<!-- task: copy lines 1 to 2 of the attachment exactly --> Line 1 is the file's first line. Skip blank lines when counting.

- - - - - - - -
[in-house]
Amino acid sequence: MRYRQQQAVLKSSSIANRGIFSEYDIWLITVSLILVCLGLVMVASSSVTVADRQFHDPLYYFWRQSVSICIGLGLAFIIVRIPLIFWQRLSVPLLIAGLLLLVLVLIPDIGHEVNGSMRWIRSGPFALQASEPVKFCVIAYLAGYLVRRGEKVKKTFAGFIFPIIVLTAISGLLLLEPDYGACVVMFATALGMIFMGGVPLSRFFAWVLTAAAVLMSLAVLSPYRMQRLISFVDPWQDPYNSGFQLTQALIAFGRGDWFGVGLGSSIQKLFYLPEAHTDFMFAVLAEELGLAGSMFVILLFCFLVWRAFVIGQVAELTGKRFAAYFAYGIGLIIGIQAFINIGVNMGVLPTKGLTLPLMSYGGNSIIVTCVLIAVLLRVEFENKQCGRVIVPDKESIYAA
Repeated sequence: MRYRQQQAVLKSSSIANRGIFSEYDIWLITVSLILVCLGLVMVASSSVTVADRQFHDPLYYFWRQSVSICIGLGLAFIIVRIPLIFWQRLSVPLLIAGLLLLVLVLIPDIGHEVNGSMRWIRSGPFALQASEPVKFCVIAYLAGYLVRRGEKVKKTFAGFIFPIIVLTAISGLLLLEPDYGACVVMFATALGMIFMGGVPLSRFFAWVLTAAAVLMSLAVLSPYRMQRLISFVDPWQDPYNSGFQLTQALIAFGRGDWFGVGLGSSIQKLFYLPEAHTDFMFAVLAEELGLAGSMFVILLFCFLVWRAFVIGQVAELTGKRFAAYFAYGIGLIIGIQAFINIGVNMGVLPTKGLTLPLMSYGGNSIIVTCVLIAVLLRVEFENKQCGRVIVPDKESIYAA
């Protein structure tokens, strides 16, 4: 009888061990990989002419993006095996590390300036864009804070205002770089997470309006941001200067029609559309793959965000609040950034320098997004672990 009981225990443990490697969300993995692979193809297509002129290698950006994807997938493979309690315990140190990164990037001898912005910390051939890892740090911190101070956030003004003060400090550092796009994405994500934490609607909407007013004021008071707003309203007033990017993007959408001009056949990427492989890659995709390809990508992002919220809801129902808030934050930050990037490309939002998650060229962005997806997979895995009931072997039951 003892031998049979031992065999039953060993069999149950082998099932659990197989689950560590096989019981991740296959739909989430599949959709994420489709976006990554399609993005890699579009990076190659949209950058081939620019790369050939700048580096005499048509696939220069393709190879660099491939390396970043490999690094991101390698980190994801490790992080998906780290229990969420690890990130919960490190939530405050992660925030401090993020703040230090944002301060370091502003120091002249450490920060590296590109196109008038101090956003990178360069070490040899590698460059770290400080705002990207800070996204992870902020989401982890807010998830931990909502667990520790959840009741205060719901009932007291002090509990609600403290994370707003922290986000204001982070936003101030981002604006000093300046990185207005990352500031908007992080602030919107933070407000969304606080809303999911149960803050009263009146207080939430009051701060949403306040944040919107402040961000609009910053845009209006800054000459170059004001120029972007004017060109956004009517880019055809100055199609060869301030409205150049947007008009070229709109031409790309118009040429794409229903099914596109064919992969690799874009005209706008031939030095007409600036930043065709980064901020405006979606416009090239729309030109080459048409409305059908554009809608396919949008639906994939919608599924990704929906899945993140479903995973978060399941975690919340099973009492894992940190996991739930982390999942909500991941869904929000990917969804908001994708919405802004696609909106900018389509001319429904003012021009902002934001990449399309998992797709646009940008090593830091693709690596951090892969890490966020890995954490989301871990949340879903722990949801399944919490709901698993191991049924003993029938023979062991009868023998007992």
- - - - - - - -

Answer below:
[in-house]
Amino acid sequence: MRYRQQQAVLKSSSIANRGIFSEYDIWLITVSLILVCLGLVMVASSSVTVADRQFHDPLYYFWRQSVSICIGLGLAFIIVRIPLIFWQRLSVPLLIAGLLLLVLVLIPDIGHEVNGSMRWIRSGPFALQASEPVKFCVIAYLAGYLVRRGEKVKKTFAGFIFPIIVLTAISGLLLLEPDYGACVVMFATALGMIFMGGVPLSRFFAWVLTAAAVLMSLAVLSPYRMQRLISFVDPWQDPYNSGFQLTQALIAFGRGDWFGVGLGSSIQKLFYLPEAHTDFMFAVLAEELGLAGSMFVILLFCFLVWRAFVIGQVAELTGKRFAAYFAYGIGLIIGIQAFINIGVNMGVLPTKGLTLPLMSYGGNSIIVTCVLIAVLLRVEFENKQCGRVIVPDKESIYAA